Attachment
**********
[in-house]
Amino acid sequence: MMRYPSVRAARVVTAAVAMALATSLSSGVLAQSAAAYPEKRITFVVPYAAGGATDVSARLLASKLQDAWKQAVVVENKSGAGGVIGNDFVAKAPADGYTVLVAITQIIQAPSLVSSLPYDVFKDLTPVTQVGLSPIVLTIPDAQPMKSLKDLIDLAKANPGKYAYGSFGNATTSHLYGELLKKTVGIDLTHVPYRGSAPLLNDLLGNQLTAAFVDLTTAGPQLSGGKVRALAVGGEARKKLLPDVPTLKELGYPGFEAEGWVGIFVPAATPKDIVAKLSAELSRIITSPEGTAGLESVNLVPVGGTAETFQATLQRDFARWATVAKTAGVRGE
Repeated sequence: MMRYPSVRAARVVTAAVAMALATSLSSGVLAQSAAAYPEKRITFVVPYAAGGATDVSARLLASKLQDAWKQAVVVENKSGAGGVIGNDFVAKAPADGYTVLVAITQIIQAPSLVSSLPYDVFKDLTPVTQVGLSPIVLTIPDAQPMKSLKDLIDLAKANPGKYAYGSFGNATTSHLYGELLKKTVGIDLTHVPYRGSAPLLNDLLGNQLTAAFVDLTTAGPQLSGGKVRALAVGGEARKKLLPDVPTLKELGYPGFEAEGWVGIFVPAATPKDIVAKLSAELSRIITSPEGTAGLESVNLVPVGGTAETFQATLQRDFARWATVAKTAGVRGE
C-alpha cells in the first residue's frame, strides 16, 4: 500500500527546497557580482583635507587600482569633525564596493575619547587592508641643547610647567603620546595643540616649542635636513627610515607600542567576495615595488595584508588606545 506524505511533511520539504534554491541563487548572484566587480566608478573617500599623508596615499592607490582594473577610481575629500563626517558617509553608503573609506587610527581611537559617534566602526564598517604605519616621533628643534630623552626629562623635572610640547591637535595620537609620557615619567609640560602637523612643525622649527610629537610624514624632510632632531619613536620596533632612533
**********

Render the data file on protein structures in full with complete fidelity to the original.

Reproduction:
[in-house]
Amino acid sequence: MMRYPSVRAARVVTAAVAMALATSLSSGVLAQSAAAYPEKRITFVVPYAAGGATDVSARLLASKLQDAWKQAVVVENKSGAGGVIGNDFVAKAPADGYTVLVAITQIIQAPSLVSSLPYDVFKDLTPVTQVGLSPIVLTIPDAQPMKSLKDLIDLAKANPGKYAYGSFGNATTSHLYGELLKKTVGIDLTHVPYRGSAPLLNDLLGNQLTAAFVDLTTAGPQLSGGKVRALAVGGEARKKLLPDVPTLKELGYPGFEAEGWVGIFVPAATPKDIVAKLSAELSRIITSPEGTAGLESVNLVPVGGTAETFQATLQRDFARWATVAKTAGVRGE
Repeated sequence: MMRYPSVRAARVVTAAVAMALATSLSSGVLAQSAAAYPEKRITFVVPYAAGGATDVSARLLASKLQDAWKQAVVVENKSGAGGVIGNDFVAKAPADGYTVLVAITQIIQAPSLVSSLPYDVFKDLTPVTQVGLSPIVLTIPDAQPMKSLKDLIDLAKANPGKYAYGSFGNATTSHLYGELLKKTVGIDLTHVPYRGSAPLLNDLLGNQLTAAFVDLTTAGPQLSGGKVRALAVGGEARKKLLPDVPTLKELGYPGFEAEGWVGIFVPAATPKDIVAKLSAELSRIITSPEGTAGLESVNLVPVGGTAETFQATLQRDFARWATVAKTAGVRGE
C-alpha cells in the first residue's frame, strides 16, 4: 500500500527546497557580482583635507587600482569633525564596493575619547587592508641643547610647567603620546595643540616649542635636513627610515607600542567576495615595488595584508588606545 506524505511533511520539504534554491541563487548572484566587480566608478573617500599623508596615499592607490582594473577610481575629500563626517558617509553608503573609506587610527581611537559617534566602526564598517604605519616621533628643534630623552626629562623635572610640547591637535595620537609620557615619567609640560602637523612643525622649527610629537610624514624632510632632531619613536620596533632612533